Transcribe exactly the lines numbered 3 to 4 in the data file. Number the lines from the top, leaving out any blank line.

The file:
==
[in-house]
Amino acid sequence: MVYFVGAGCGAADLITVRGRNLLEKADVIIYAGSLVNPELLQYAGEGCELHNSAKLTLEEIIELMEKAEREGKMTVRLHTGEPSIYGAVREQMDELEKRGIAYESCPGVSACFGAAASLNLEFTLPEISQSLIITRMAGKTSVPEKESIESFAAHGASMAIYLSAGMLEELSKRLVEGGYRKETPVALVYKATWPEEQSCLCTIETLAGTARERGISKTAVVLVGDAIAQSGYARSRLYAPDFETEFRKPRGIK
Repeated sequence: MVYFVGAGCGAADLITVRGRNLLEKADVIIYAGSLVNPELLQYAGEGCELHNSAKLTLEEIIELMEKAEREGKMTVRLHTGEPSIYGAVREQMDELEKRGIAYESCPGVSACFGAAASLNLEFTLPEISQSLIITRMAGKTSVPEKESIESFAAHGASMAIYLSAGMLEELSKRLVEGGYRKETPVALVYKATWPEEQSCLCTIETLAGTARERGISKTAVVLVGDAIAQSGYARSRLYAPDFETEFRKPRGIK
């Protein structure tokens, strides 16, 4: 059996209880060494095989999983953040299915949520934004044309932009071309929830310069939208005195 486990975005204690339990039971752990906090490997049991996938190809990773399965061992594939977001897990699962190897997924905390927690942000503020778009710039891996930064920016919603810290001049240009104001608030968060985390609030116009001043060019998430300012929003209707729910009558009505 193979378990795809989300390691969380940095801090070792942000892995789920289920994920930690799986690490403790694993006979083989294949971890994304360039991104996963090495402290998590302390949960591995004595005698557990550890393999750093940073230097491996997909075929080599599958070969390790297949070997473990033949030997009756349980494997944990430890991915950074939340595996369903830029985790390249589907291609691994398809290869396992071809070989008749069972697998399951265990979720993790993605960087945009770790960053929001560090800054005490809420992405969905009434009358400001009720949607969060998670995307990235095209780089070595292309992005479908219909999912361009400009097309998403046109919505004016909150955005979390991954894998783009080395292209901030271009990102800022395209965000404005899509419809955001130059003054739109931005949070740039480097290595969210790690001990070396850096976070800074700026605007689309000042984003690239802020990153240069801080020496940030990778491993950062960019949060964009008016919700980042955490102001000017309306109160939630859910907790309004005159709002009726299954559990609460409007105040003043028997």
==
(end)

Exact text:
Repeated sequence: MVYFVGAGCGAADLITVRGRNLLEKADVIIYAGSLVNPELLQYAGEGCELHNSAKLTLEEIIELMEKAEREGKMTVRLHTGEPSIYGAVREQMDELEKRGIAYESCPGVSACFGAAASLNLEFTLPEISQSLIITRMAGKTSVPEKESIESFAAHGASMAIYLSAGMLEELSKRLVEGGYRKETPVALVYKATWPEEQSCLCTIETLAGTARERGISKTAVVLVGDAIAQSGYARSRLYAPDFETEFRKPRGIK
């Protein structure tokens, strides 16, 4: 059996209880060494095989999983953040299915949520934004044309932009071309929830310069939208005195 486990975005204690339990039971752990906090490997049991996938190809990773399965061992594939977001897990699962190897997924905390927690942000503020778009710039891996930064920016919603810290001049240009104001608030968060985390609030116009001043060019998430300012929003209707729910009558009505 193979378990795809989300390691969380940095801090070792942000892995789920289920994920930690799986690490403790694993006979083989294949971890994304360039991104996963090495402290998590302390949960591995004595005698557990550890393999750093940073230097491996997909075929080599599958070969390790297949070997473990033949030997009756349980494997944990430890991915950074939340595996369903830029985790390249589907291609691994398809290869396992071809070989008749069972697998399951265990979720993790993605960087945009770790960053929001560090800054005490809420992405969905009434009358400001009720949607969060998670995307990235095209780089070595292309992005479908219909999912361009400009097309998403046109919505004016909150955005979390991954894998783009080395292209901030271009990102800022395209965000404005899509419809955001130059003054739109931005949070740039480097290595969210790690001990070396850096976070800074700026605007689309000042984003690239802020990153240069801080020496940030990778491993950062960019949060964009008016919700980042955490102001000017309306109160939630859910907790309004005159709002009726299954559990609460409007105040003043028997």